Currently, no cure exists for Alzheimer's disease, the devastating neurological disease affecting more than 5 million Americans. But scientists are now reporting new progress on a set of compounds, initially developed for cancer treatment, that shows promise as a potential oral therapy for Alzheimer's. Their study appears in ACS' Journal of Medicinal Chemistry. read more
A type of immune cell widely believed to exacerbate chronic adult brain diseases, such as Alzheimer's disease and multiple sclerosis, can actually protect the brain from traumatic brain injury and may slow the progression of neurodegenerative diseases, according to research. Show More Summary
Roche’s Genentech unit just released a mid-stage study of a drug that seeks to slow the progression of Alzheimer’s by blocking the accumulation of a protein called amyloid beta. Like every other medicine that has attempted this approach – which remains the main one being pursued by drug companies to battle Alzheimer’s – the drug [...]
Frontotemporal dementia (FTD) is a cluster of progressive diseases that affect the regions of the brain that control personality, behavior, language, and decision-making. By Carole B. LarkinAlzheimer's Reading RoomAre you sure its Alzheimer's?...Show More Summary
While the drug, crenezumab, did not slow progression of the disease over all, at the highest doses it seemed to delay a decline in mental ability in patients with mild Alzheimer’s.
Researchers have conducted the first-ever analysis of clinical trials for Alzheimer's disease, revealing an urgent need to increase the number of agents entering the AD drug development pipeline and progressing successfully towards new therapy treatments.
Patients with Alzheimer's disease run a high risk of seizures. While the amyloid-beta protein involved in the development and progression of Alzheimer's seems the most likely cause for this neuronal hyperactivity, how and why this elevated activity takes place hasn't yet been explained – until now. read more
As my mother continued her decline from Alzheimer’s, it was disconcerting to ride the roller coaster of emotions. Wearing the daughter/caregiver hat I felt powerless to change the progression of her disease. By Elaine C PereiraAlzheimer's Reading Room As an Occupational herapist I believe it is. Show More Summary
His memory loss became apparent first. Like many people experiencing Alzheimer's in its early stages, my father began misplacing important objects and forgetting the names of people. As the disease progressed, his conversational skills...Show More Summary
The symptoms of dementia typically begin so mildly, and progress so slowly, that it’s easy to deny them until one day there may be a defining incident. Marie MarleyAlzheimer's Reading Room When a person begins to show signs of dementia, that person and their loved ones are sometimes in denial. Show More Summary
Famed cookbook author Paula Wolfert was diagnosed with Benson's syndrome (a variant of Alzheimer's) which has led her to swap exotic ingredients for foods that could help "stall the inevitable progression of her disease. She once wrote "volumes on preserved...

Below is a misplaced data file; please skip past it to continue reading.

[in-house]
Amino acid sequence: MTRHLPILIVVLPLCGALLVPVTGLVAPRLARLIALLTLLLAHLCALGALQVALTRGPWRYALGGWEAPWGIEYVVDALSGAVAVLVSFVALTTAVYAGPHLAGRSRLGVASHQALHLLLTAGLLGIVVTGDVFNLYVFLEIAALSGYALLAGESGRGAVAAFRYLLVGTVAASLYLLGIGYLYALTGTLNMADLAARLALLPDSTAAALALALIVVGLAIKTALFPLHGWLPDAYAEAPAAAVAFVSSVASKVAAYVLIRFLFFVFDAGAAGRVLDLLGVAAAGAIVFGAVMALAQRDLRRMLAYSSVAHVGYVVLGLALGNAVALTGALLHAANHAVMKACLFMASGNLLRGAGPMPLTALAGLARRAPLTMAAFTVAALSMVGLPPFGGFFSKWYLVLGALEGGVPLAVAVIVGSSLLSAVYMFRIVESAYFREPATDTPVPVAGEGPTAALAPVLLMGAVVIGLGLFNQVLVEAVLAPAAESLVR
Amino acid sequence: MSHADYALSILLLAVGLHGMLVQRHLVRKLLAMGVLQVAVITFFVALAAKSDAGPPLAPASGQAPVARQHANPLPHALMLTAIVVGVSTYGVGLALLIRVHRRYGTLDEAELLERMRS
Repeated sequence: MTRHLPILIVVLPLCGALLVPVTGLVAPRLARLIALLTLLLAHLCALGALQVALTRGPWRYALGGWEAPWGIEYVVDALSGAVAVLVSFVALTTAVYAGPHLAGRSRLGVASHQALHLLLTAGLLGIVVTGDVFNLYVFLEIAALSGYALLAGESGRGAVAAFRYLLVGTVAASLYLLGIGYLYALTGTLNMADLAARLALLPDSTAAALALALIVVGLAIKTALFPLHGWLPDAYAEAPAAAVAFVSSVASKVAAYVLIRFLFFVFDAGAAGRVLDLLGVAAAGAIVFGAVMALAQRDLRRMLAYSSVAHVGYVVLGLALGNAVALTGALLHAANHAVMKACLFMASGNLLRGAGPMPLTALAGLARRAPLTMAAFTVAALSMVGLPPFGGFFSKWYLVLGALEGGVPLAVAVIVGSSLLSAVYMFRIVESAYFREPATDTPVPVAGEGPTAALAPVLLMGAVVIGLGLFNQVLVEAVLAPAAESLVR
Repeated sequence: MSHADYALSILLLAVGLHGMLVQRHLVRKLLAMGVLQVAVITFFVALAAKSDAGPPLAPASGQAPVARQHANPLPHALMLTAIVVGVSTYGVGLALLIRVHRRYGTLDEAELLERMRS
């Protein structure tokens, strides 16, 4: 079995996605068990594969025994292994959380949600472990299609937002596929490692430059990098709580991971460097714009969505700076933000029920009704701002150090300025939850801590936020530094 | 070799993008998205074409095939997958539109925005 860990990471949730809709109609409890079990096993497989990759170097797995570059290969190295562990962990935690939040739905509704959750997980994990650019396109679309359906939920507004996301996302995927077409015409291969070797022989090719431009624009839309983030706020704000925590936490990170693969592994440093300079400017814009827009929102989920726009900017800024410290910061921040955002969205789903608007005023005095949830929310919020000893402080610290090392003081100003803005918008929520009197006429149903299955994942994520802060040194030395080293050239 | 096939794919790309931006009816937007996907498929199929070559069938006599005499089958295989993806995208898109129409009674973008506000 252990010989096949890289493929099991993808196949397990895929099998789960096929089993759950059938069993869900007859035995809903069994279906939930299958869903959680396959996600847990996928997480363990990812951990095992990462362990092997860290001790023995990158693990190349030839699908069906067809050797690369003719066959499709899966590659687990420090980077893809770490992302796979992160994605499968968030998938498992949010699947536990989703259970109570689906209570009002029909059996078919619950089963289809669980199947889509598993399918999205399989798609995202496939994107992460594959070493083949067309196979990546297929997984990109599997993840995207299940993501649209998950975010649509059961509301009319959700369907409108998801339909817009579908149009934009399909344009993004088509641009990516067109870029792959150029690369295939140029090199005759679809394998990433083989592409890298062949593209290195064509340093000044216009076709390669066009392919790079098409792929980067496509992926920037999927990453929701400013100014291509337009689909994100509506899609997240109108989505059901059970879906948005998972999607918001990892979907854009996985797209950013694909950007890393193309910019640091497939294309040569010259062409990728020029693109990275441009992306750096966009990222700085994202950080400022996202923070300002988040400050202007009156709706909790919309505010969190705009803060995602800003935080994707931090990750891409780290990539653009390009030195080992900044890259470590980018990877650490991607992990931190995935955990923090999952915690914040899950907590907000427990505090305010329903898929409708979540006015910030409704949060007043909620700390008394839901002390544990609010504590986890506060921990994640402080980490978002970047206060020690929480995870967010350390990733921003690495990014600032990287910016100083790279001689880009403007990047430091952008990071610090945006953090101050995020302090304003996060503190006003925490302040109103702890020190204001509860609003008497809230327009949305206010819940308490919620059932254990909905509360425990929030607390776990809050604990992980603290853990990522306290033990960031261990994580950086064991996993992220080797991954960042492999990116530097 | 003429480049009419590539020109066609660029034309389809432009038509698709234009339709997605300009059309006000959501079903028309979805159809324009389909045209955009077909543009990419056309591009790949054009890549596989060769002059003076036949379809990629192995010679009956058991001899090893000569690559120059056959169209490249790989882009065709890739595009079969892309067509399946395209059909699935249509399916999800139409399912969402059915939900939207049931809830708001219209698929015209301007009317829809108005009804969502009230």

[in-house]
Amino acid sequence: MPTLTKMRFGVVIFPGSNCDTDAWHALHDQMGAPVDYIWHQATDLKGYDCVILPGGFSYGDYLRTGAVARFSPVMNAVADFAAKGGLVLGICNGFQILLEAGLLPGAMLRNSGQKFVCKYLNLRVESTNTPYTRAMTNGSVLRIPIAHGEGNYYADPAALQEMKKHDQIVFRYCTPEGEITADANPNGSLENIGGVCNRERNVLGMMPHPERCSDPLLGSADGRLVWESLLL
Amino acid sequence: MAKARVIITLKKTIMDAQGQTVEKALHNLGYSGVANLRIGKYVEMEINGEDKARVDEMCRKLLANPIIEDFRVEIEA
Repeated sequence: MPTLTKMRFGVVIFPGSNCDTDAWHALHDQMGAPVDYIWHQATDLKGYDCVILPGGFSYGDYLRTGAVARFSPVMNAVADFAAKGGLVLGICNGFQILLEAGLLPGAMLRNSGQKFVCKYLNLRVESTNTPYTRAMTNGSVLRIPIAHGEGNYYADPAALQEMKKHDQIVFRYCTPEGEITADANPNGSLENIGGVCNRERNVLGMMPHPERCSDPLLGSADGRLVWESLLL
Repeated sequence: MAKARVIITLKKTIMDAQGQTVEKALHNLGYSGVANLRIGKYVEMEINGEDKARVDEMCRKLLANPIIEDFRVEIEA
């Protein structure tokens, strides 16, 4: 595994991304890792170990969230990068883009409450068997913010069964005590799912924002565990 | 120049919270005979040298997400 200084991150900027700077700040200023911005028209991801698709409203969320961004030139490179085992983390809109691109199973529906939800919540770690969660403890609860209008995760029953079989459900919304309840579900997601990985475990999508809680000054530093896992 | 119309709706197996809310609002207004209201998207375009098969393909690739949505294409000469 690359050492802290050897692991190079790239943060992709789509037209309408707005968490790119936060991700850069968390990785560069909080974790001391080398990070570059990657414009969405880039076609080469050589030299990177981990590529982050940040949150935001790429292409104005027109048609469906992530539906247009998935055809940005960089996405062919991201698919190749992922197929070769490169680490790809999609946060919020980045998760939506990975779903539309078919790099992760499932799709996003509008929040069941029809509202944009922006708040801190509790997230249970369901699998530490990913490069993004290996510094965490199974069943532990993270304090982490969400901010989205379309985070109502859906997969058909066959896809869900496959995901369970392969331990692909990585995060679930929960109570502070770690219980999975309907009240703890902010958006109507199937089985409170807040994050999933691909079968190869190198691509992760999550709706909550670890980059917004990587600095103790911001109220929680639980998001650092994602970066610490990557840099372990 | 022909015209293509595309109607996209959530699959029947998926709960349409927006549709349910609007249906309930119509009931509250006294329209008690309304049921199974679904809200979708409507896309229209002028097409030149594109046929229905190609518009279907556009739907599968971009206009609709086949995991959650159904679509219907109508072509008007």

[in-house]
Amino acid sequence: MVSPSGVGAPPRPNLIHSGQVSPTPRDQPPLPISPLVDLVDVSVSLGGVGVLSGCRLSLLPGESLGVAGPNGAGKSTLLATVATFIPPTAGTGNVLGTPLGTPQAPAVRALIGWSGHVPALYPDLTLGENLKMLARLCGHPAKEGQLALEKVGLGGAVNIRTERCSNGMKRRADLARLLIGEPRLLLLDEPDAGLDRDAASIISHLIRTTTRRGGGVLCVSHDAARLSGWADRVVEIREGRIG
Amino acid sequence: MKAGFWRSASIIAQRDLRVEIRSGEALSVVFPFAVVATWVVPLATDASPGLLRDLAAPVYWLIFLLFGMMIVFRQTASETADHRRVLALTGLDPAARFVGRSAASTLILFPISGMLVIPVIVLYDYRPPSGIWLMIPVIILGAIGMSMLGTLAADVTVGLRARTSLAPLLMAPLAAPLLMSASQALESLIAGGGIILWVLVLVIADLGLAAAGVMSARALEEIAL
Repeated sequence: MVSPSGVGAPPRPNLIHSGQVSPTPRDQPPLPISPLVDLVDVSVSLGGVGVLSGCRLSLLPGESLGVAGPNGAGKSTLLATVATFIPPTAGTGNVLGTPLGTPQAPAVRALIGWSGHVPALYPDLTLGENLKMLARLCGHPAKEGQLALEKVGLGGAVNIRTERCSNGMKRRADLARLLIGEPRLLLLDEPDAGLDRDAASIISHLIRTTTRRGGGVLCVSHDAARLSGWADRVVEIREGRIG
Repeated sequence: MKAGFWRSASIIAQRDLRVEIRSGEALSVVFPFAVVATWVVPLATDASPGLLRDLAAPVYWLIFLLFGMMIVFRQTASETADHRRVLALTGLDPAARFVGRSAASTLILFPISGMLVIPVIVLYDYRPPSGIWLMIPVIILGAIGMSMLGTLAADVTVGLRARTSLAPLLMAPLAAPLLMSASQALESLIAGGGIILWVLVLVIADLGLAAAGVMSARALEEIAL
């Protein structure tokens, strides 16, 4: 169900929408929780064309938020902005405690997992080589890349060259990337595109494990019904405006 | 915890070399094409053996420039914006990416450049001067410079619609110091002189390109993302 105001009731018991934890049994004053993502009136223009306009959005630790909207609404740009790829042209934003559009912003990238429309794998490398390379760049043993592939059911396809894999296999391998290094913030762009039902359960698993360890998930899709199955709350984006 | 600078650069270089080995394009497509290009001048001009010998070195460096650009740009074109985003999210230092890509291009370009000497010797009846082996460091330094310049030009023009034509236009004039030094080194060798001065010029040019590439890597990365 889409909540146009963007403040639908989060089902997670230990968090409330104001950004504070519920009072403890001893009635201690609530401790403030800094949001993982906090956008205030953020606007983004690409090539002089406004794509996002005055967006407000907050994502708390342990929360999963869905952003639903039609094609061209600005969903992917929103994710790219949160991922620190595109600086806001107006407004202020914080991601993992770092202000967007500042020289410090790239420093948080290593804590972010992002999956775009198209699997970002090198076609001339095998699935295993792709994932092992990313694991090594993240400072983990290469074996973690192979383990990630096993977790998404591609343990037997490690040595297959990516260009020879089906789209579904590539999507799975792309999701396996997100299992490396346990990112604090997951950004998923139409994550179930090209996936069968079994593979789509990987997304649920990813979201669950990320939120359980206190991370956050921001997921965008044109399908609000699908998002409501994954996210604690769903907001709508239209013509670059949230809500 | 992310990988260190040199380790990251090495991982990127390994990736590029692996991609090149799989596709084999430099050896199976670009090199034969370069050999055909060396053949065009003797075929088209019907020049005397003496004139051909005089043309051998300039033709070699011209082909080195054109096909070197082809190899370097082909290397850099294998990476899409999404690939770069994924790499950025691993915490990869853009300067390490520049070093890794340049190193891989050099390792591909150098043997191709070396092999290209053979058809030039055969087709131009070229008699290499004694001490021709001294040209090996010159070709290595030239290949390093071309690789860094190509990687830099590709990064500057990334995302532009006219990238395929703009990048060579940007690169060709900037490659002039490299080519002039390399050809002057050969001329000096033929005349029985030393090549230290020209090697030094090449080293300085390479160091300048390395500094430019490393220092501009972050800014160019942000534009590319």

One of the most devastating forms of memory loss is Alzheimer's disease, an irreversible and progressive brain disorder that slowly destroys memory and thinking skills. +Alzheimer's Reading Room Subscribe to the Alzheimer's Reading Room...Show More Summary
Researchers here show an association between blood vessel stiffening and the deposition of ?-amyloid in people who have not yet developed Alzheimer's disease. In general we should not be surprised to see associations between different measurable aspects of aging, as aging is a global phenomenon resulting from a small number of root causes. Show More Summary
Researchers at the University of Texas Medical Branch at Galveston have discovered a way to potentially halt the progression of dementia caused by accumulation of a protein known as tau.Normally, tau protein is involved in microtubule formation, which acts as a brain cell's transportation system for carrying nutrients in and waste out. Show More Summary
A new clinical trial will soon begin testing whether early medical intervention in people at risk for Alzheimer's can slow down progression of disease pathology before symptoms emerge, as outlined in Science Translational Medicine. For...Show More Summary
A new clinical trial will soon begin testing whether early medical intervention in people at risk for Alzheimer's can slow down progression of disease pathology before symptoms emerge. As part of the overall prevention trial, neurodegenerative ethics experts will monitor how learning about their risk of developing Alzheimer's impacts trial participants.
Researchers at the University of Texas Medical Branch at Galveston have discovered a way to potentially halt the progression of dementia caused by accumulation of a protein known as tau. Normally, tau protein is involved in microtubule formation, which acts as a brain cell's transportation system for carrying nutrients in and waste out. Show More Summary
Two pivotal processes affected by copper may hasten the onset and progression of Alzheimer's. ? Dr Jeremy Dean is a psychologist and author of PsyBlog. His latest book is "Making Habits, Breaking Habits: How to Make Changes That Stick" Related...Show More Summary
Alzheimer's disease represents the most common form of dementia, with the early stages of the disease generally characterized with short term memory loss and learning difficulties that increase in severity as the patient progresses in age. Show More Summary
The progression of Alzheimer's may slow once symptoms appear and do significant damage, according to a study investigating an inherited form of the disease. Through an international study, researchers have found rapid neuronal damage begins 10 to 20 years before symptoms appear. Show More Summary